Benefits of the Outdoors

Benefits of the Outdoors

Back in the day (indeed not that long ago really) playgrounds were a mix of soft rubber surfaces, padding and bubble wrap. Quite boring, but all for so called safety. Or as I like to refer to it as “nanny state”. Now thankfully best practice has moved towards natural playscapes with an element of risk. To not only help children to gain agency by making their own decisions as they decipher risk but gain competency and understanding in sustainability while enjoying some nature. Playgrounds should not be considered a place where children run to get all their energy out. The outdoor green environment also contributes to children’s mental, social and spiritual wellbeing. But not just children!

Being in nature, or even viewing scenes of nature, can reduce anger, fear, and stress and increases pleasant feelings. Exposure to nature not only makes us feel better emotionally, but it also contributes to our physical wellbeing, reducing blood pressure, heart rate, muscle tension, and the production of stress hormones.

Experiences in nature increase positive mood by releasing endorphins. Mindfully spending time in nature has been shown to strengthen spiritual fitness, help fight depression, lower anxiety, and boost your immune system and overall well-being.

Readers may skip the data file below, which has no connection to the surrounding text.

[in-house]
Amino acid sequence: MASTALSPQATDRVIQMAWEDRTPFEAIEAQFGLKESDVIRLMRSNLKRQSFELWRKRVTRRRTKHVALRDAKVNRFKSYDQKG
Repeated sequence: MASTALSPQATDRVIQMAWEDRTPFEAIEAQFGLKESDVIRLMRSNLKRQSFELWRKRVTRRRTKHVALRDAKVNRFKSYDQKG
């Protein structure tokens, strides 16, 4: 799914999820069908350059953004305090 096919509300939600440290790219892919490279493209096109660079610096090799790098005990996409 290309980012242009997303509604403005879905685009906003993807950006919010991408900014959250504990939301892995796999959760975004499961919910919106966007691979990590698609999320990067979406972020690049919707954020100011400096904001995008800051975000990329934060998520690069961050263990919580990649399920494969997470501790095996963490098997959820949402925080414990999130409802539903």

Author Richard Louv talks about nature being a missing and essential “Vitamin N” and spotlights the alienation of children from the natural world, coining the term nature-deficit disorder and outlining the benefits of a strong nature connection—from boosting mental acuity and creativity to reducing obesity and depression, from promoting health and wellness to simply having fun.

Somehow, we have lost our way and decided it was more fun to be on a device instead of outside. Many people are now deficient in Vitamin D because they don’t get outside enough. Moreover, people are losing the ability to work with nature and develop some self-sufficiency by growing fresh food for themselves. Psychiatrist Sue Stuart-Smith talks about the benefits of gardening for the mind in her book “The Well Gardened Mind”, Sue tells stories of how people struggling with stress, depression, trauma, and addiction changed their lives once they started gardening. Not only is gardening therapeutic for the everyone, but there is a sense of pride and accomplishment from growing your own food. You’re not reliant on a system.

If we the adults get outside in nature, we role model for our children. Whether you go for walks, garden or just be present in nature, it’s the best place to be for our physical, mental and spiritual health.